The beginning of the Arizona Trail (AZT) at the Mexico border can only be accessed by hiking 1.9 miles down from the Montezuma Pass Trailhead. Enjoy views into the grasslands of the San Rafael Valley and San Jose Peak in Mexico.
ON THE TRAIL
Follow the Yaqui Ridge Trail as it switchbacks up the hill and comes to a junction for the Coronado Peak Trail in 500 feet. Coronado Peak is where Flagstaff math teacher Dale Shewalter, “father of the AZT”, was when he got the idea of a trail that would connect Mexico to Utah. Coronado Peak is not part of the AZT, so take the left fork. If you have extra energy to burn it is a fun 0.8 mile/330 feet ascent with 360-degree views and interpretive signs about the Indigenous people of the area and Coronado’s 1540 expedition to find Cibola, or the Seven Cities of Gold.
There is a brief climb for 0.3 miles, then the trail descends through grasslands and Gamble oak. The peak that dominates the view is San Jose Peak in Mexico (8858’). In 0.4 miles, reach the junction with Joe’s Canyon Trail, which goes left down to the Visitor’s Center you passed on your drive up. The AZT takes a right and the trail goes west then curves south.
The trail begins descending via a series of switchbacks in 0.3 miles and another switchback in 0.4 miles. It continues descending past rocky outcroppings made of Glance Conglomerate. This rock was made from small mountains being eroded, which filled the valley with rocks of varying types and sizes. Over time, the sediment and inclusions were compacted into what you are seeing today. Keep your eyes open for Coatimundi, raccoon-like creatures with a long tail. They run in packs and can be seen on the hillside in this area.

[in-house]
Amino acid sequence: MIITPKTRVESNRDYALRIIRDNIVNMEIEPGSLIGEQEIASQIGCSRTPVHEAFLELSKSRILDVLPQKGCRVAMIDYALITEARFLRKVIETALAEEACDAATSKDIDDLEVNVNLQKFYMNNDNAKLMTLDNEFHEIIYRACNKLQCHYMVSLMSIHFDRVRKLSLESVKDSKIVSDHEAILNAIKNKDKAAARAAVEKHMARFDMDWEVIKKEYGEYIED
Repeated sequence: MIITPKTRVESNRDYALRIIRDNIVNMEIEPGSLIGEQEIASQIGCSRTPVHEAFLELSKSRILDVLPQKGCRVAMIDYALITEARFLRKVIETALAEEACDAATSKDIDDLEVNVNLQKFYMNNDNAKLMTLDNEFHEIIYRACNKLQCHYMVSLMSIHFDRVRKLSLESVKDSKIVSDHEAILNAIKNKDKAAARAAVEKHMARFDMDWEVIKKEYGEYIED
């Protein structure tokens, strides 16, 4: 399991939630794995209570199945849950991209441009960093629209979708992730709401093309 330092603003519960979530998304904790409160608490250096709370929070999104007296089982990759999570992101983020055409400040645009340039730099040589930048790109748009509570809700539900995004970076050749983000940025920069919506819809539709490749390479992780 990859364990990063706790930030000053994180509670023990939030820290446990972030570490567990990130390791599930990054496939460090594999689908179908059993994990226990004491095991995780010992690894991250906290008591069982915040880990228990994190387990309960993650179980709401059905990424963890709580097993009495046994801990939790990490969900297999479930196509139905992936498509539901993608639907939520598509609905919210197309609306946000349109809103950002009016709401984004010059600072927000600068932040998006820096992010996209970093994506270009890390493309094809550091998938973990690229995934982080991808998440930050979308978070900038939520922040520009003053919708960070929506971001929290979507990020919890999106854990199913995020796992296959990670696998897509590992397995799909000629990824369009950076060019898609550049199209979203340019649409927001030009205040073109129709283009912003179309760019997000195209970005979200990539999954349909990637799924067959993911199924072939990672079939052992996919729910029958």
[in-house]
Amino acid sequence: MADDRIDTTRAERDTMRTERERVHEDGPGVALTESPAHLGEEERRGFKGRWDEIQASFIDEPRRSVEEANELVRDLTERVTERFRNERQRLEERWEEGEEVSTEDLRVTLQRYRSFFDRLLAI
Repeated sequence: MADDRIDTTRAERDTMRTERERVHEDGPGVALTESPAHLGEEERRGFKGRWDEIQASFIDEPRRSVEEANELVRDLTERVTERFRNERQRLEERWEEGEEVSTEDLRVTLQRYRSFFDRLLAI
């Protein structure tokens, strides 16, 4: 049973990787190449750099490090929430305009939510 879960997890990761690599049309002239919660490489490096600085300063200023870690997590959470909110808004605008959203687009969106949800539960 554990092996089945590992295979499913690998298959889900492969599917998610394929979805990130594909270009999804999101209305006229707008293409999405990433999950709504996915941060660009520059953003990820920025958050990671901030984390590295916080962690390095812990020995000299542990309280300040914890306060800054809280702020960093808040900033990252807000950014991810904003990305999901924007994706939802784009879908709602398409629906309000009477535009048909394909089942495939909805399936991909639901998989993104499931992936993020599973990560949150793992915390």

THE SOUTHERN TERMINUS
UPDATE: As of June 2020, the southernmost two miles of the trail (from Montezuma Pass to the international border) are closed in the interest of public safety due to border barrier construction.
If you’re here in March or April, you might see an AZT thru-hiker beginning their journey northbound. In November-December, you may see an AZT thru-hiker completing their journey southbound. The seasons for thru-hiking are determined by weather conditions, they follow Spring northbound from Mexico and Fall southbound from Utah. Return back the way you came.
For more information on the 800-mile Arizona National Scenic Trail, visit aztrail.org
KNOW BEFORE YOU GO
*Note- no dogs are allowed on the trails in Coronado National Memorial, no fees to enter, open every day except Christmas.
Trailhead: Montezuma Pass Trailhead (Last 3.3 miles are graded dirt, suitable for passenger vehicles)
GPS coordinates: 31.35112° N, 110.28527° W
Arizona Trail Passage: #1 Huachuca Mountains
Trailhead Elevation: 6,575 feet
Round-trip length: 3.9 Miles
Elevation gain/loss: 900 feet
Why go: Southern Terminus of the AZT at Border Monument #102, views into Mexico
Nearest Gateway Community: Sierra Vista (22 miles)
Sirena Rana Dufault is the author of the forthcoming book, “Day Hikes on the Arizona National Scenic Trail,” which will be published by Wilderness Press. For more information, visit trailsinspire.com